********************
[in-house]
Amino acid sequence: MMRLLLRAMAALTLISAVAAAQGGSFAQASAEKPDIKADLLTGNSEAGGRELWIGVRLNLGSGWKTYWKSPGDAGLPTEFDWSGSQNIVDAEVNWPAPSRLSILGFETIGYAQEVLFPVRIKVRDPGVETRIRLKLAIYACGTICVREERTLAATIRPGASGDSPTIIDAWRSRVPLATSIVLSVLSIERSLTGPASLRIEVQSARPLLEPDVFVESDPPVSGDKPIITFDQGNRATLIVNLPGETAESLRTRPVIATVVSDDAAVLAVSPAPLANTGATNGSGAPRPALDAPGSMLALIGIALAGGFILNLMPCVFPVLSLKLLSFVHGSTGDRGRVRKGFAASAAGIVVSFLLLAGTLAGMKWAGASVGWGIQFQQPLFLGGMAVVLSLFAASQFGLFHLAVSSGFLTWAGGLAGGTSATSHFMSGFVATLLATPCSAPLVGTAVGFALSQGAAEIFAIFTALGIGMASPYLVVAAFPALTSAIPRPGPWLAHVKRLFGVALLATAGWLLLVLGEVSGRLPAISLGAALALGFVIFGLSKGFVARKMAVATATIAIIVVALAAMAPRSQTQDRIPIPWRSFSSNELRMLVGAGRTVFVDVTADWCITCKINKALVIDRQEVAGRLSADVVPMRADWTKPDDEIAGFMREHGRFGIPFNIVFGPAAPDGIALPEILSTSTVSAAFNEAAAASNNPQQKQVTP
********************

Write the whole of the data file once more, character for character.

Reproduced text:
[in-house]
Amino acid sequence: MMRLLLRAMAALTLISAVAAAQGGSFAQASAEKPDIKADLLTGNSEAGGRELWIGVRLNLGSGWKTYWKSPGDAGLPTEFDWSGSQNIVDAEVNWPAPSRLSILGFETIGYAQEVLFPVRIKVRDPGVETRIRLKLAIYACGTICVREERTLAATIRPGASGDSPTIIDAWRSRVPLATSIVLSVLSIERSLTGPASLRIEVQSARPLLEPDVFVESDPPVSGDKPIITFDQGNRATLIVNLPGETAESLRTRPVIATVVSDDAAVLAVSPAPLANTGATNGSGAPRPALDAPGSMLALIGIALAGGFILNLMPCVFPVLSLKLLSFVHGSTGDRGRVRKGFAASAAGIVVSFLLLAGTLAGMKWAGASVGWGIQFQQPLFLGGMAVVLSLFAASQFGLFHLAVSSGFLTWAGGLAGGTSATSHFMSGFVATLLATPCSAPLVGTAVGFALSQGAAEIFAIFTALGIGMASPYLVVAAFPALTSAIPRPGPWLAHVKRLFGVALLATAGWLLLVLGEVSGRLPAISLGAALALGFVIFGLSKGFVARKMAVATATIAIIVVALAAMAPRSQTQDRIPIPWRSFSSNELRMLVGAGRTVFVDVTADWCITCKINKALVIDRQEVAGRLSADVVPMRADWTKPDDEIAGFMREHGRFGIPFNIVFGPAAPDGIALPEILSTSTVSAAFNEAAAASNNPQQKQVTP